Not every wine drinker knows that someone who orders Chianti with fish is likely an assassin. Though in From Russia with Love, Bond knew never to pair dry reds with seafood. And drinking from the spit bucket was fun to watch in Sideways, there are a few issues with that behavior as well. Knowing the etiquette for every vino situation can seem overwhelming at times, especially given the importance of the wine industry on Long Island. But it doesn’t have to be, and a little knowledge can go a long way to enjoying the experience. Whether it’s in a restaurant, wine store or tasting room, follow these tips for making wine events less intimidating.
It’s a conversation with the sommelier—not a lecture—and if you don’t know where to start, start with what you know. Guide the sommelier (also referred to as a wine captain or steward) to the price and style of wine that interests the dining party. Don’t know the style (like crisp chardonnay or intense cabernet sauvignon) that the table wants? Reference some speciﬁc wines that everyone’s enjoyed before. This not only helps the party make a choice, but gives the wine steward a good place to start. A good wine captain will suggest something in the target price range and also a touch above and a touch below. S/he will also likely suggest a wine they personally love. If the restaurant’s wine list has only a few recognizable producers, chances are the others are little gems the wine director has carefully chosen.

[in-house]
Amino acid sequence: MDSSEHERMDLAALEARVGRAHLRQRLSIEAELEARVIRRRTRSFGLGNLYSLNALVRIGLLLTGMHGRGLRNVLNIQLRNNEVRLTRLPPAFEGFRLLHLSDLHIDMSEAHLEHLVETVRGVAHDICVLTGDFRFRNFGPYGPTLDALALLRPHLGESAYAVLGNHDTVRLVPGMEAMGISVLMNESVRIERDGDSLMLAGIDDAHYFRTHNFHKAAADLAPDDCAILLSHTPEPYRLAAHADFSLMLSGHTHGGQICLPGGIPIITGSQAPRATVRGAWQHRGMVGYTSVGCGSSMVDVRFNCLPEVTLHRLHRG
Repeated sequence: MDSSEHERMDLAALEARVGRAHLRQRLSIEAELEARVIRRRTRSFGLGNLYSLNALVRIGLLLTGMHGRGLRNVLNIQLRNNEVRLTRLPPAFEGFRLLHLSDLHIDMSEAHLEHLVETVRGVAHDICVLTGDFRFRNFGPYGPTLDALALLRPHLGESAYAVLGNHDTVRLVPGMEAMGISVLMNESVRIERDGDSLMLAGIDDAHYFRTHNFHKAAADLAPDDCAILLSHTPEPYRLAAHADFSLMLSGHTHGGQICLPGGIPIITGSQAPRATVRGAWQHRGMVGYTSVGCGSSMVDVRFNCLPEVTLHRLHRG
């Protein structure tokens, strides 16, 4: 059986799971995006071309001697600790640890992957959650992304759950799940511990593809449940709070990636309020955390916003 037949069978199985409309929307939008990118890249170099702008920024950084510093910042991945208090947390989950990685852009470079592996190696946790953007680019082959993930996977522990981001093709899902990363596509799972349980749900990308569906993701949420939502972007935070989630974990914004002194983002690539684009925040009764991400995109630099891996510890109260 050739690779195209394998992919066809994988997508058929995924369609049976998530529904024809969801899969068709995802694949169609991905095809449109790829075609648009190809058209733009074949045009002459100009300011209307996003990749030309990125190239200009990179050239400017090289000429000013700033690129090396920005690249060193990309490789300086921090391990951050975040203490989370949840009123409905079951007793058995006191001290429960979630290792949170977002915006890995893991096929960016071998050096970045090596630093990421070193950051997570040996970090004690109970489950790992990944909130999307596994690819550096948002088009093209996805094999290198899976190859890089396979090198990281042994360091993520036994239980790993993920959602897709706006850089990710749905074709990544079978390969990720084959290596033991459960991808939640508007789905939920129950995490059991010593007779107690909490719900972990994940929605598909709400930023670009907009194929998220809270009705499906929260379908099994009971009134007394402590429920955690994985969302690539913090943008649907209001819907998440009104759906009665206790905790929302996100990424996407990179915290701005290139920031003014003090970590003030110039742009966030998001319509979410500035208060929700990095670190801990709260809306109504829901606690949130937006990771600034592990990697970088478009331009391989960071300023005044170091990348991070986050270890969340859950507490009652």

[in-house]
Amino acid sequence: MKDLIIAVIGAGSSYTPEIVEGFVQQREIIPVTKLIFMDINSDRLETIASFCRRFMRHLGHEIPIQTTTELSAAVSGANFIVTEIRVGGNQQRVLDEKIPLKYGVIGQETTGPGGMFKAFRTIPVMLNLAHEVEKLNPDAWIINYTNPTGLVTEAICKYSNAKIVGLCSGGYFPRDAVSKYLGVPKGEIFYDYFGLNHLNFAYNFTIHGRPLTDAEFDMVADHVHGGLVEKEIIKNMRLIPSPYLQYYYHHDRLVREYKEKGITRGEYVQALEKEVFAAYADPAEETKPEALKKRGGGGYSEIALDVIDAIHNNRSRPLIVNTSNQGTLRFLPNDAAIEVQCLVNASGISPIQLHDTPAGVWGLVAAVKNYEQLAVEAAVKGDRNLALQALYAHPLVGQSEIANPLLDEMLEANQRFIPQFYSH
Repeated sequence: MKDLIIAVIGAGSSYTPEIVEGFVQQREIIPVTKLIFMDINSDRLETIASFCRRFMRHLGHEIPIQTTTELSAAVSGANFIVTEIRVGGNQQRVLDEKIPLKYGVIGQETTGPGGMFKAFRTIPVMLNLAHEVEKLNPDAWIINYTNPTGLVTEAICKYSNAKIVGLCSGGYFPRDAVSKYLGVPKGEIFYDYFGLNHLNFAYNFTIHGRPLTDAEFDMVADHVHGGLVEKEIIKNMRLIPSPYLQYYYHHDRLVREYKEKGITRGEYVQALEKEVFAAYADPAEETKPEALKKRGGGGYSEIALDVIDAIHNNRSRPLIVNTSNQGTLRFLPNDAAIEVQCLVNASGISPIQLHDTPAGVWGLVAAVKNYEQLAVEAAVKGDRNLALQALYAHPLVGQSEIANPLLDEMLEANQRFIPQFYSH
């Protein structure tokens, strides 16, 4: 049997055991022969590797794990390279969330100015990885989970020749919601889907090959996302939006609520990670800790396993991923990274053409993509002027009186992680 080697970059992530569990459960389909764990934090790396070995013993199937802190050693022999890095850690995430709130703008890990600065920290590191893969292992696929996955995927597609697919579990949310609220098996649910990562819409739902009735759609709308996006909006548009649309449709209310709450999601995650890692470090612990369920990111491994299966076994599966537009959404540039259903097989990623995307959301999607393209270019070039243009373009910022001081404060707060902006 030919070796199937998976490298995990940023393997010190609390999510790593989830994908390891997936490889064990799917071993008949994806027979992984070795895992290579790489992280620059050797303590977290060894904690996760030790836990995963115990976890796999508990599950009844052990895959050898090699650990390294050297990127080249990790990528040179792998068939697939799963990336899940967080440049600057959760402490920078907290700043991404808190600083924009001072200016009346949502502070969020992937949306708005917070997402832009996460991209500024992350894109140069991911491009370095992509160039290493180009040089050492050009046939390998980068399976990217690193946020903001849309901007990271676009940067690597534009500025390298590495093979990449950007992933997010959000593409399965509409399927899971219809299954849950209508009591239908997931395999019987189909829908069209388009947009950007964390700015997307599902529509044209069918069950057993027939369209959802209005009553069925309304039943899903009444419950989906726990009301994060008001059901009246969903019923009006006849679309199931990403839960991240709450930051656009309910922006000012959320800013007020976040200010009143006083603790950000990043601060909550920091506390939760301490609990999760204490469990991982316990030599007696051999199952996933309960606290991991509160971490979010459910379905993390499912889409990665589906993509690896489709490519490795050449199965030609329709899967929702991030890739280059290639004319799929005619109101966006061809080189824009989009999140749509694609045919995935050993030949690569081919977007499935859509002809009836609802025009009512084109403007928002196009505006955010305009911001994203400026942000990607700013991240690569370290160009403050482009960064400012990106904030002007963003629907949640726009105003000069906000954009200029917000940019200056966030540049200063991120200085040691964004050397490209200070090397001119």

Wine Store Tasting
These are usually informal affairs so simple rules apply: Taste the small sample poured, don’t demand a large pour and try the other wines too. If there is a wine you want to taste again, that’s ﬁne.
This is the only time when spitting in public is classy. Just make sure you hit the bucket. And the crackers aren’t for snacking; they’re for cleansing the palate between wines (water works too). Being analytical about wine can be intimidating, especially in a public place. Don’t let it be; wine is just another beverage. Most winemakers are farmers or fancy themselves as such. No pretensions are needed, just listening and asking thoughtful questions. Keep in mind that our most heightened sense is smell, which is the most important part of wine. So take a noseful before drinking. The hardest thing about tasting wine is remembering to let the senses enjoy and absorb the experience. Swirling the glass helps integrate oxygen into the wine and lets aromas and ﬂavors bloom. Some people swish the wine in their mouths and do other “rituals,” but it’s unnecessary. (Some might call it showy.) Try to identify ﬂavors and aromas on your own, but don’t be shy about leaning on the tasting notes provided. Use any words that make sense to you, even if that happens to be “manure.” (Usually termed “barnyard” in wine speak.)
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